A*L was established in 2010 by Jon Carnes, a growth and value-oriented investor who lived for six years (from 2005 to 2011) in China where he researched and invested in dozens of Chinese companies, first long (2005-2009) and then primarily short (2010-2012).  Mr. Carnes outperformed other investors by performing extensive “on the ground” due diligence, conducted by a team of experienced analysts and local researchers.   His investment opinions were greatly respected by other China focused fund managers attracted to the booming economy but wary of getting duped.

Over several years of scrutinizing over a hundred companies in every corner of China, Mr. Carnes realized that many of those that had gone public were seriously exaggerating their financial performance in their SEC filings.  Investors raced to invest billions into Chinese companies that were dishonest and legally accountable to no one, a recipe for disaster for investors, both large and small.

Deciding to take action, Mr. Carnes decided to publicly expose the most egregious frauds he had discovered over the years, focusing on the worst offenders: companies that had exaggerated their profitability by at least 100%.  In February 2010, he published a series of reports titled “Management Leaving Investors Stuck at the Pumps” showing that China Natural Gas (formerly NASDAQ: CHNG) management defrauded investors by failing to disclose and likely misappropriating $20 million from an acquisition of an undisclosed related party.

Unfortunately, when CHNG discovered that Mr. Carnes wrote the reports, its chairman Qinan Ji responded by sending an agent to threaten him where he lived in China.  Frightened by Ji’s threat, Mr. Carnes removed the reports from the Internet.   From this point onward Mr. Carnes knew that publishing the truth while living in China might get him killed.

Mr. Carnes nevertheless chose to remain in China to continue exposing fraud.  Knowing that the safety of his researchers depended upon absolute secrecy and anonymity, he published my reports anonymously online using the obvious pseudonym “Alfred Little.”  Beginning with CHNG, over the next two years Mr. Carnes exposed a diverse array of investment fraud committed by a U.S. listed Chinese companies.

After two years, CHNG Chairman Qinan Ji’s effort to conceal his fraud finally failed.  On 9/21/11 NASDAQ halted trading of CHNG and on 3/8/12 CHNG was delisted.  Most importantly, on 5/14/12 the SEC filed fraud charges against CHNG and its Chairman Qinan Ji.

Two more of the companies that Mr. Carnes first exposed faced the same fate.   On 2/22/12 the SEC charged Puda Coal (formerly AMEX: PUDA) Chairman Ming Zhao with fraud, confirming each of the allegations in his 4/8/11 report, “Puda Coal Chairman Secretly Sold Half the Company and Pledged the Other Half to Chinese PE Investors.”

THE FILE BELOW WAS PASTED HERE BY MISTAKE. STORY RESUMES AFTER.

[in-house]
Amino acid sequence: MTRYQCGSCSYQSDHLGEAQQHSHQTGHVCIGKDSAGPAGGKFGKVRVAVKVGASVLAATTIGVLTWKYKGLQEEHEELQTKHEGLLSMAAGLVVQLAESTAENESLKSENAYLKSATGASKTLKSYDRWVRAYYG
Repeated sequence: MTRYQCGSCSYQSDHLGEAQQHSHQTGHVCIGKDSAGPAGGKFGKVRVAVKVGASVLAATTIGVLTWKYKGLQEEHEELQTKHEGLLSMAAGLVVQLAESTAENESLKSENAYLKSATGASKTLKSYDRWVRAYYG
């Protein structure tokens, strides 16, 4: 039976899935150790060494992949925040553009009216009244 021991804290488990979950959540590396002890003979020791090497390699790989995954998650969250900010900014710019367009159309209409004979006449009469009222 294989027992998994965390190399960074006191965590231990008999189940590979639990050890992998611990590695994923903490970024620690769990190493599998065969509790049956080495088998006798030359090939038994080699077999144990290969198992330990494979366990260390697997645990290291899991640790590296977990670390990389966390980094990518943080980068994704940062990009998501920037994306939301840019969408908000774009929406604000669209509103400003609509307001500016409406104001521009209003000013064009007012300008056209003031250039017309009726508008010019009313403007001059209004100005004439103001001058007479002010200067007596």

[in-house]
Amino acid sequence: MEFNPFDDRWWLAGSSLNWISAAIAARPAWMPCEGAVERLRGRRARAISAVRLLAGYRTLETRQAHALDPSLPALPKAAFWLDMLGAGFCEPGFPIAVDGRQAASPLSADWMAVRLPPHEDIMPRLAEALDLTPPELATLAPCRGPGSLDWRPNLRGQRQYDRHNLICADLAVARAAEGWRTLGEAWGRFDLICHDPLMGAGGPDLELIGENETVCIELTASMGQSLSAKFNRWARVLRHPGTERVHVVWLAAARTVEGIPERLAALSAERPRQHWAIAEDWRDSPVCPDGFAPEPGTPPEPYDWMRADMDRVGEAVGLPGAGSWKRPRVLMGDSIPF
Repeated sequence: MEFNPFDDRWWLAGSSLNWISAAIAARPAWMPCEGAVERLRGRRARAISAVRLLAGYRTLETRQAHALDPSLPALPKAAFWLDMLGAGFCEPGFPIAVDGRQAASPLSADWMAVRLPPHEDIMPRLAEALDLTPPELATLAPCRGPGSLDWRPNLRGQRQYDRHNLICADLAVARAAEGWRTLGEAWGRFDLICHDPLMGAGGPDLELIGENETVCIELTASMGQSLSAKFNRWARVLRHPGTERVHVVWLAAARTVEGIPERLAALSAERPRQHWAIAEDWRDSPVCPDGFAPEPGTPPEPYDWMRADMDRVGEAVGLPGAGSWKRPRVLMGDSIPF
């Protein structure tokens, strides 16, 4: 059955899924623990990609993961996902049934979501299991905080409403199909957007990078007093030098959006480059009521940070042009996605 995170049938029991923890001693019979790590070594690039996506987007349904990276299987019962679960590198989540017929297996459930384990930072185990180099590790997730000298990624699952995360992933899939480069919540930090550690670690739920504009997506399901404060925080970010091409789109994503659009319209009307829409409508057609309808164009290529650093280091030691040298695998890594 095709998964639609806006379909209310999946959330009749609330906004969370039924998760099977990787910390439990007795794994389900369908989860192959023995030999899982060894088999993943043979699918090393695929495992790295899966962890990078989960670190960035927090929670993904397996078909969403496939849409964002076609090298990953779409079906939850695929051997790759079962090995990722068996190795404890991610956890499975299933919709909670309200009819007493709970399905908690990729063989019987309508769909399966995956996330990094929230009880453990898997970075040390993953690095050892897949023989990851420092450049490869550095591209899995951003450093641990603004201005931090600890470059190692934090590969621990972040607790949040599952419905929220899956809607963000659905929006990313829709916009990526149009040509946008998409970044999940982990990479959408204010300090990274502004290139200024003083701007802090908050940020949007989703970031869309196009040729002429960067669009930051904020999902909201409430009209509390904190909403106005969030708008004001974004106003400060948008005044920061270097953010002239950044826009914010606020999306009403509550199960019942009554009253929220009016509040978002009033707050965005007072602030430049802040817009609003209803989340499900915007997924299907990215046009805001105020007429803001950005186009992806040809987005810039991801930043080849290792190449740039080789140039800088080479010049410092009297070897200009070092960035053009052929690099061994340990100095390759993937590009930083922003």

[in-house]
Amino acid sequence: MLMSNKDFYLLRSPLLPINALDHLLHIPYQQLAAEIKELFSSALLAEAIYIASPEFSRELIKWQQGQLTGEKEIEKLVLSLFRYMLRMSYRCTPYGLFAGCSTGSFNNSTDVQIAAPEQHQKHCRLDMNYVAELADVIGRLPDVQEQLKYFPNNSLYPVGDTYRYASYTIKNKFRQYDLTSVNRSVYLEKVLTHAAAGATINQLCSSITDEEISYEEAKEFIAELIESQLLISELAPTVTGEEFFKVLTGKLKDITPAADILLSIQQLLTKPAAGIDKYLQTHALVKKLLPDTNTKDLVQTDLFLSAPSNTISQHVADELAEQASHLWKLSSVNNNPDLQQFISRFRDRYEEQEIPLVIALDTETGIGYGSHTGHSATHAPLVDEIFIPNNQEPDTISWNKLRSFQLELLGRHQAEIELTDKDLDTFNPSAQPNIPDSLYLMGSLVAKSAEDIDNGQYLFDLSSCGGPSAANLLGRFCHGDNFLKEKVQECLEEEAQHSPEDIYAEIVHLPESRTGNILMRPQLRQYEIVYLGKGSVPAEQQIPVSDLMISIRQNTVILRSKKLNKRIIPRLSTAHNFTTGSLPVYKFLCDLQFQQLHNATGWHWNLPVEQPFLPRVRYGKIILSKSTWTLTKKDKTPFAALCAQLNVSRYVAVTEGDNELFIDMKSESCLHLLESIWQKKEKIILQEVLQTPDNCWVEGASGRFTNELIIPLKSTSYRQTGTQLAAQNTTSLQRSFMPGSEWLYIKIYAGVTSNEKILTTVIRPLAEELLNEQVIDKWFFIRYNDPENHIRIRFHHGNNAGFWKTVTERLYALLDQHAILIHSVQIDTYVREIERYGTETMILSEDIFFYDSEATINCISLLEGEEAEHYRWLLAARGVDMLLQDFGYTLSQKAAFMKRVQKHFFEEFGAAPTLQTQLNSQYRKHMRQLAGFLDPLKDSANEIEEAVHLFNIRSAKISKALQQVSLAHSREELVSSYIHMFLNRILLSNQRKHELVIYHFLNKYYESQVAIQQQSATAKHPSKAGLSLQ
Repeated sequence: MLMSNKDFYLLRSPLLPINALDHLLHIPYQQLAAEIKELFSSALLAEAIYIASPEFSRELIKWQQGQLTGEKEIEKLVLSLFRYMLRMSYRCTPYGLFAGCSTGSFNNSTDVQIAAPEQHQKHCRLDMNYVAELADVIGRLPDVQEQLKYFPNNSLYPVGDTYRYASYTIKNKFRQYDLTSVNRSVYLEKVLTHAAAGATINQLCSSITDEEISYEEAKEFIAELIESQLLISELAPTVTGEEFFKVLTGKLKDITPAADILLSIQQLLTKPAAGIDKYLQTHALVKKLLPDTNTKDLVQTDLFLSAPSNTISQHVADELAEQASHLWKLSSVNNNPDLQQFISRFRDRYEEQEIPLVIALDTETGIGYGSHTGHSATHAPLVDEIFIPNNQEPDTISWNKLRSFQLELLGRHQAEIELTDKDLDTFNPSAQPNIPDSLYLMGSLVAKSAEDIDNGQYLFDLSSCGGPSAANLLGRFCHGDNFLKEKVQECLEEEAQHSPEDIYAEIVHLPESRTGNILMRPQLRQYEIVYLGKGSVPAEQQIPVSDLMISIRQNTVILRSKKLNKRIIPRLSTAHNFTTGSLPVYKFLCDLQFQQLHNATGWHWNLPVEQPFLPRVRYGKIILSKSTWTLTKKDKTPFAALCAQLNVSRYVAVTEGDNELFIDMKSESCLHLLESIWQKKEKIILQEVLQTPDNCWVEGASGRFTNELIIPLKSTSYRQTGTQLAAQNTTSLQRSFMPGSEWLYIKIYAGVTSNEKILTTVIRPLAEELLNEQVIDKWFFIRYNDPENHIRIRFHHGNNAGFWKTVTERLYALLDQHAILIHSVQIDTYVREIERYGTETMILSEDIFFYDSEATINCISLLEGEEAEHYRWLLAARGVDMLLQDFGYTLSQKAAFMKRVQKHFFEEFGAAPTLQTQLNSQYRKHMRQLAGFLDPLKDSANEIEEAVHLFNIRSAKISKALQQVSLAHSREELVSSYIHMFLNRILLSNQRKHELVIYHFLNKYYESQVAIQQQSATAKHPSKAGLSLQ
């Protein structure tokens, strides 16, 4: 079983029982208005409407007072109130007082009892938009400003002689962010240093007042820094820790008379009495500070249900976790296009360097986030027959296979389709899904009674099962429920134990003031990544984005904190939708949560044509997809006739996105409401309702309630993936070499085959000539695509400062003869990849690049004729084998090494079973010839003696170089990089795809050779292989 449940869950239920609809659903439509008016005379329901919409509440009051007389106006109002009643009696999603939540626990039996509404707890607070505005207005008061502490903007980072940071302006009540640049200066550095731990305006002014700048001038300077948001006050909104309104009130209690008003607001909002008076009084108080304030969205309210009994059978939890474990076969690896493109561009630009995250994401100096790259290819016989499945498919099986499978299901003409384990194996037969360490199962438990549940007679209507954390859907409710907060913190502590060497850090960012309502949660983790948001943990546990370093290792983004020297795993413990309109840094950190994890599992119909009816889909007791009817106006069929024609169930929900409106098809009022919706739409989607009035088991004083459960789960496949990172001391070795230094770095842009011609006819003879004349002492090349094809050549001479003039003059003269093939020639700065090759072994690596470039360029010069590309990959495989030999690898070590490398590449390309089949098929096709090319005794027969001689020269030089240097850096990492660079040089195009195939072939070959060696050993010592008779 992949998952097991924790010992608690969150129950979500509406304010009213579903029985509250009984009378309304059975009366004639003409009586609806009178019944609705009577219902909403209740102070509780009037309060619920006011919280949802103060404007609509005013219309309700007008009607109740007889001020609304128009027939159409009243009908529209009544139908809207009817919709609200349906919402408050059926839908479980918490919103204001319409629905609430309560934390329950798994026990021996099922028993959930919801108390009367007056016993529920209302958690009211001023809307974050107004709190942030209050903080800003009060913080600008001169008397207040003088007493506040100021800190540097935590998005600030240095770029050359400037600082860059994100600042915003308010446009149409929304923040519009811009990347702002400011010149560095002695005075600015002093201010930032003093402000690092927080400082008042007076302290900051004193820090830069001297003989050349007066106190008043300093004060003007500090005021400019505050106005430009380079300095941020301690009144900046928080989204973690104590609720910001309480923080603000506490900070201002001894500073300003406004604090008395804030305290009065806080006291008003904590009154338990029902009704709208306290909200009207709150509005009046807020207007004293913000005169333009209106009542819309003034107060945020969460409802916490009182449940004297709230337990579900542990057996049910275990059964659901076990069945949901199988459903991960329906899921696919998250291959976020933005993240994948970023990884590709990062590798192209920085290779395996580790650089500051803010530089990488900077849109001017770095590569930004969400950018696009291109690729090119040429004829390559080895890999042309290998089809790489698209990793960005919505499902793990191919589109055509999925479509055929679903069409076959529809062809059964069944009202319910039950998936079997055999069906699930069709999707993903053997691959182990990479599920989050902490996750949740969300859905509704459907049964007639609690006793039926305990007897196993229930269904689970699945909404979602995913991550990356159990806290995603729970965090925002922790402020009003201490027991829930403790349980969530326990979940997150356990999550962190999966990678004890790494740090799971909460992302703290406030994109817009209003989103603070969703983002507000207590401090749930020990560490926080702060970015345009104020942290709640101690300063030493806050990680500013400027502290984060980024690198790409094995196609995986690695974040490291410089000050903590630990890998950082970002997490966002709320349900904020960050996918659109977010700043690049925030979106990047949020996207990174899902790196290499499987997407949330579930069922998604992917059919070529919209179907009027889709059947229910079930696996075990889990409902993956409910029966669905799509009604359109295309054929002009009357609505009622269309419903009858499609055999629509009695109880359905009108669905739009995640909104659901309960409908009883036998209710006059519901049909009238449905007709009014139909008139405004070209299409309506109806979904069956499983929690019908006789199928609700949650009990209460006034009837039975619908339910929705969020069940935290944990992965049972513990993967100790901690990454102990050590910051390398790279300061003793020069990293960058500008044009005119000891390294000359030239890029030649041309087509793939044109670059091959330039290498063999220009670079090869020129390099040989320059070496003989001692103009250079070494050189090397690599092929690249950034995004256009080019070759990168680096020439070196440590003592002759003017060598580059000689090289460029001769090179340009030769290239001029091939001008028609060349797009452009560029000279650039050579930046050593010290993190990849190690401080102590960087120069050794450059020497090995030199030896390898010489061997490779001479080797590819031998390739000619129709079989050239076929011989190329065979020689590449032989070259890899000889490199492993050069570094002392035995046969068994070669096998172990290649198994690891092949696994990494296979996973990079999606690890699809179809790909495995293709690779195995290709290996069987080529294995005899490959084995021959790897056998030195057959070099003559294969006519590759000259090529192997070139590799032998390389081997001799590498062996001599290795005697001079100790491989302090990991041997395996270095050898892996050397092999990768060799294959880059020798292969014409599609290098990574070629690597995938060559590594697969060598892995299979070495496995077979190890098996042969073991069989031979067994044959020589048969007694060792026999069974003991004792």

Then on 4/23/12 the SEC charged SinoTech Energy (formerly NASDAQ: CTE) and two of its officers with fraud.   On 8/16/11, Mr. Carnes was the first to blow the whistle exposing CTE’s massive fraud in a report titled “SinoTech Energy: Enhanced Oil Recovery or Capital Extraction.”  Unlike other numerous smaller “reverse merger” frauds, Sinotech was a $168 million IPO listed on NASDAQ underwritten by UBS and Lazard Capital Markets and audited by Ernst & Young.

Three companies, Deer Consumer Products (“DEER”), Sino Clean Energy (“SCEI”) and Silvercorp Metals (“SVM”) criticized in reports published by A*L sued Mr. Carnes for defamation.  The three corrupt managements coordinated their legal and retaliatory efforts, both in the U.S., Canada and China to silence Mr. Carnes.

The epic battle that followed ended swiftly in a complete rout.  NASDAQ delisted DEER and SCEI.  SVM and DEER both lost their defamation claims against Mr. Carnes.  SCEI abandoned its defamation claim against Mr. Carnes.

SVM’s retaliation against Mr. Carnes and his researchers is currently the subject of a Royal Canadian Mounted Police (“RCMP”) criminal investigation of SVM’s illegal payments to the Chinese police.

After winning the battle against DEER, SCEI and SVM, A*L emerged with the best track record of any China focused investment blog.


2 responses

  1. Hello and thanks for your efforts to expose fraud in Chinese companies.
    I am a small investor in CLNT, which just announced the second of two secondary offerings within four weeks.
    Should I be concerned and sell out?
    One of the Yahoo message boards mentioned that you own about 9% in CLNT, and if this is true, I’d sleep a lot easier at night.
    Please let me know.

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